The Serious Fraud Office has commenced an investigation over donations made to the Labour Party in 2017.
The SFO said in a statement this afternoon that it is presently conducting four investigations in relation to electoral funding matters.
A fifth matter that the agency investigated relating to electoral funding is now before the courts.
“We consider that making the current announcement is consistent with our past practice in this area of electoral investigations and in the public interest,” the SFO”s director Julie Read said.
In the interests of transparency and consistency, the SFO announced the commencement of all these investigations, she said.
However, the SFO said it had no further comment to make on the Labour Party investigation.
The department’s ongoing investigations include one into the New Zealand First Foundation and two other separate investigations into Auckland Council and Christchurch City Council mayoral electoral funding.
The fifth relates to donations paid to the National Party, which has led to criminal charges Independent MP Jami-Lee Ross and three other businessmen.
The SFO has not laid charges against the National Party, its staff or members but that distinction might be lost on anyone not into the minutiae of the case against Ross and the three businessmen.
The Serious Fraud Office says it is on track to make a call before this year’s election on whether to lay charges in relation to the New Zealand First Foundation, which has been bankrolling the New Zealand First Party. . .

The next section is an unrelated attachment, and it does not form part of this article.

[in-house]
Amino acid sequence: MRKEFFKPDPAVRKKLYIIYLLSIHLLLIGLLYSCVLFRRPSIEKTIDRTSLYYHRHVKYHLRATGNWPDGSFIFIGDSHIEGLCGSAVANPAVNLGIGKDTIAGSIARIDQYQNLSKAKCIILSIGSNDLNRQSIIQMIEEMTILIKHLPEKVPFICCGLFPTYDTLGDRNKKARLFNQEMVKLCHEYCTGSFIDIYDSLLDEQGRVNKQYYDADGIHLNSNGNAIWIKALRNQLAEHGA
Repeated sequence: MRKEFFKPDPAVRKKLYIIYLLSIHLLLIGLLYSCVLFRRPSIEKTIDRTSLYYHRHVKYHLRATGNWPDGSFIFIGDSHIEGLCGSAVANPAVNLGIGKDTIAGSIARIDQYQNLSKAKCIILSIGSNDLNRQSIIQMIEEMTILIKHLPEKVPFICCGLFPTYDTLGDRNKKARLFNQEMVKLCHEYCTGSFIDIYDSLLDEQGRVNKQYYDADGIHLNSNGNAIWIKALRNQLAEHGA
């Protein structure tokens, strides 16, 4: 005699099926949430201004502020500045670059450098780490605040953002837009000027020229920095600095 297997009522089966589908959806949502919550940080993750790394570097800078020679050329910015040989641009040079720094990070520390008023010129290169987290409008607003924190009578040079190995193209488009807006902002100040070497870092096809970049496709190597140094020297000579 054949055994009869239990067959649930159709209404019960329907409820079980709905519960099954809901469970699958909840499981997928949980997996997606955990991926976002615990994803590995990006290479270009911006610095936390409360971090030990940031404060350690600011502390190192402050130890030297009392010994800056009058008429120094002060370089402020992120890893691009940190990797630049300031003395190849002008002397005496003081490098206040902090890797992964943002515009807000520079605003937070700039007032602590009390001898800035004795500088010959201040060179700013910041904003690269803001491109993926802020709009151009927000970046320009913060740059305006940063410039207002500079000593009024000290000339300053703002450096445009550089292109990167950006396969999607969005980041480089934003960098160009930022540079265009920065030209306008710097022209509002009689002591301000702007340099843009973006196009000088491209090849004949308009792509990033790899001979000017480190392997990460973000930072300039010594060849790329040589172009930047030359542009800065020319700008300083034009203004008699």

David Farrar says the charges probably result from an art auction:
If I am correct that this is what the SFO is investigating, then it will come down to whether Labour valued the artworks fairly. That determines who get listed as the donor.
Let’s say a painting went for $25,000. Now if the painting is worth $20,000 normally then the artist is deemed to have made a $20,000 donation and the bidder a $5,000 donation as they paid $25,000 for something worth $20,000.
And only donations over $15,000 get the identity published, so the person who paid $25,000 for it, has their identity hidden.
But what if the painting wasn’t really worth $20,000. Let’s say that is a nominal value but in reality it is only worth $7,000. Then the donor has made an effective donation of $18,000 and should have been disclosed. . .
Having Labour, the NZ First Foundation, two former Labour MPs who are now mayors and donors to the National Party under investigation isn’t ideal. But it’s better than suspected transgressions of Electoral Law and political donations being swept under the carpet.
However, even political tragics might be tempted to say a plague on all their houses and calls are already being made for public funding of political parties.
That is not the answer to the problem of breaking the law.
The answer is good law that people follow with good processes for ensuring they do and strong consequences if they don’t.